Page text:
Wow I completely agree with you Allison. And same thoughts on the mom and pop products. Not everyone can or will do the research but have a whole new appreciation for the organic seal. Organic certification of which AANT preached didn’t matter because “its all about the ingredients” yet they are now getting???The modo that grew the co to $50 mil, the modo that made me a user. But not just that, you mention it here and Ive seen it be questioned in other comments that if a product says its using organic ingredients it must be true but its not necessarily true since anyone can claim so. The very words in AANT’s health message yet somehow was not supposed to apply to AANT not just because of assumptions. AANT’s health message and company built trust directly through their own words, straight from trainers, from the face of AANT, from the lovely “momma Kim”, who couldn’t trust her? Who can possibly think this was deliberate? And as far as the OrgCert process they say is happening is why it all looks very well calculated if it happens right off like you say. Theres nothing wrong with them having started the whole process long before, its just a matter of it all adding up for those who care to make sense of it all. Otherwise its simple, ignore and move on like its preached. Really, no biggie, mistakes are made and yes, lets move on. And those are the leaders heading onto the next phase. Time will indeed keep telling but the truth doesn’t feel comfortable sometimes.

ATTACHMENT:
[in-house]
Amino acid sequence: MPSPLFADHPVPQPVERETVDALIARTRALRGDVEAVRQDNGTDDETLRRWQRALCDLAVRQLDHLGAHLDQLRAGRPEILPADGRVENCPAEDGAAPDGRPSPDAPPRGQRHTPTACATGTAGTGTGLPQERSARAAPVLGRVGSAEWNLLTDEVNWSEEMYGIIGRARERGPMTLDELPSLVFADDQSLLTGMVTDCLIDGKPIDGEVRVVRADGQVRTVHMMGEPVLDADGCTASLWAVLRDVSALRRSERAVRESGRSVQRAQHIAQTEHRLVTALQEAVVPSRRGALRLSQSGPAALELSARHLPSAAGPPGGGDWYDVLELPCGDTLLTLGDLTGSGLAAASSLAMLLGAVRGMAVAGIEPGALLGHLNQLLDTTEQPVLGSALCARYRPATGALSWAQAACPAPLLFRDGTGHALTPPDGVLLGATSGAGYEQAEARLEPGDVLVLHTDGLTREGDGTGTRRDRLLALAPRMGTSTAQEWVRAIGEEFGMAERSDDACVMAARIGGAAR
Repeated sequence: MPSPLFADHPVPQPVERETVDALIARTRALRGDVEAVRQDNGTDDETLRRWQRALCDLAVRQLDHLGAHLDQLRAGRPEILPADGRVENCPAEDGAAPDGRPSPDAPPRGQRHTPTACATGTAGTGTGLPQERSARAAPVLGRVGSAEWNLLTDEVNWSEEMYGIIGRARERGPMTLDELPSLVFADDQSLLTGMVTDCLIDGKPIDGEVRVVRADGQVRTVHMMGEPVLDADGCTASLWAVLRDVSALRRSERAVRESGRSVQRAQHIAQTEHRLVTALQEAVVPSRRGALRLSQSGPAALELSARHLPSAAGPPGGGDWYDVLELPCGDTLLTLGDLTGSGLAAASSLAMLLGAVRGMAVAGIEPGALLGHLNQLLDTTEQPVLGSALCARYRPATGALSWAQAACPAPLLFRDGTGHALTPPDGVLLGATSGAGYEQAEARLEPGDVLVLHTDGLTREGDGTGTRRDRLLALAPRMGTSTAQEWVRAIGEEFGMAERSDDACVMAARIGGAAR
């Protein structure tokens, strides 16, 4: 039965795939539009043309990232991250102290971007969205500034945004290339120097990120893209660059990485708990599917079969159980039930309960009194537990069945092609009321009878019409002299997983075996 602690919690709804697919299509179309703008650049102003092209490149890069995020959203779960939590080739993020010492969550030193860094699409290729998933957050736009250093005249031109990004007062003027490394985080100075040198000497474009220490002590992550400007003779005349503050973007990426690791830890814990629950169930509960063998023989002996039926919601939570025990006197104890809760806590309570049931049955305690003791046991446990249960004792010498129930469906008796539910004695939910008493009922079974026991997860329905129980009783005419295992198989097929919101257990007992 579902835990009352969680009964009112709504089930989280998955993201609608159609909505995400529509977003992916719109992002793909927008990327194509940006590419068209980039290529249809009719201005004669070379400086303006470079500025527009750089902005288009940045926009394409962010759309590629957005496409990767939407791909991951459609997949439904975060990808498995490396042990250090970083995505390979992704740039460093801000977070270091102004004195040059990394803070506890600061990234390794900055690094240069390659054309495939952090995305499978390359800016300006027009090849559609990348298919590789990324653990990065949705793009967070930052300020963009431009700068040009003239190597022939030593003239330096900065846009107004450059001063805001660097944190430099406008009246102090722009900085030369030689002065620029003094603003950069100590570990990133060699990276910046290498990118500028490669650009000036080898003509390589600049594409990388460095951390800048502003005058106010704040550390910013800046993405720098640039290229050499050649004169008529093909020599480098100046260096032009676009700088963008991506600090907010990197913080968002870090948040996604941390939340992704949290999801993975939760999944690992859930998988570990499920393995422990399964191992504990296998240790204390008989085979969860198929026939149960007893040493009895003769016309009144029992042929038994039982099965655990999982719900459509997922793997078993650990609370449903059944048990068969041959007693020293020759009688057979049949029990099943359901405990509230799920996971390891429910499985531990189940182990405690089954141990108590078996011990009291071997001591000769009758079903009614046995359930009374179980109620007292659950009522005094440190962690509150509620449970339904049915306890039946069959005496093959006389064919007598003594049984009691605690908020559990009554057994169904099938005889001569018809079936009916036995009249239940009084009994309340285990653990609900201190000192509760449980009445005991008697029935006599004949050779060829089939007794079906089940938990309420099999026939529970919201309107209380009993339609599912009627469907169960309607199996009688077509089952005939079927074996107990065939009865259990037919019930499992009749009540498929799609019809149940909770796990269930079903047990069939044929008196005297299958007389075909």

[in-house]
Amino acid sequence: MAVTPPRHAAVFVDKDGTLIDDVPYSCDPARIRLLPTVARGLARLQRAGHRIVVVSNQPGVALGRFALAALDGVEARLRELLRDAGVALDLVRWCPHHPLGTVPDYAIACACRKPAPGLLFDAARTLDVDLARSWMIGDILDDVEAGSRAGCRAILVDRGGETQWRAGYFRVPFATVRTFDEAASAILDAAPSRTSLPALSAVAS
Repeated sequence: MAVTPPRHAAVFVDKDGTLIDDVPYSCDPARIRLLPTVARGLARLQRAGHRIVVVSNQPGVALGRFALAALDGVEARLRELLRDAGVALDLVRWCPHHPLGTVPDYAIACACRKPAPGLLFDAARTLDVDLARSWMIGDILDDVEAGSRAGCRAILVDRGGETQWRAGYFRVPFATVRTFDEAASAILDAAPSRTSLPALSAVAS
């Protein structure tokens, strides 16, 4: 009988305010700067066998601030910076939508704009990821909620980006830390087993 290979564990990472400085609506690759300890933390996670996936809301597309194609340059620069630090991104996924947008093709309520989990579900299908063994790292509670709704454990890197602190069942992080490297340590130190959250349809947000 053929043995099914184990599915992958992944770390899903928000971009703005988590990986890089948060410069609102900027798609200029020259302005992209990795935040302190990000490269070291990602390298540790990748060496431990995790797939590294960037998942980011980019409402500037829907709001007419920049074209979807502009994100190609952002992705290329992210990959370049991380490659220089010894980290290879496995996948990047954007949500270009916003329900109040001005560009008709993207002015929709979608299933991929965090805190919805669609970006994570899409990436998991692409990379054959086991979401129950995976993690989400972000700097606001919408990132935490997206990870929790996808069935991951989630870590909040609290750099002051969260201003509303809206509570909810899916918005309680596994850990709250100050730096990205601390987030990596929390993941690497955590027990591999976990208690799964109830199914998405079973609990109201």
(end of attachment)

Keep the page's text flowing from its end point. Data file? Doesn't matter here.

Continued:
• Meridith Oram

            Yes! Exactly. Thank you for comment, Jenny!

          • Julie

            Allison,
            I noticed in a previous comment that you said make-up cannot be certified organic. I am just starting to research, to find a make-up line where a high percentage of the ingredients are certified organic. What I have found is two companies so far claiming that a high percentage of their make-up ingredients are certified organic, but I am at the very starting point of my research. Are you saying that this is even impossible?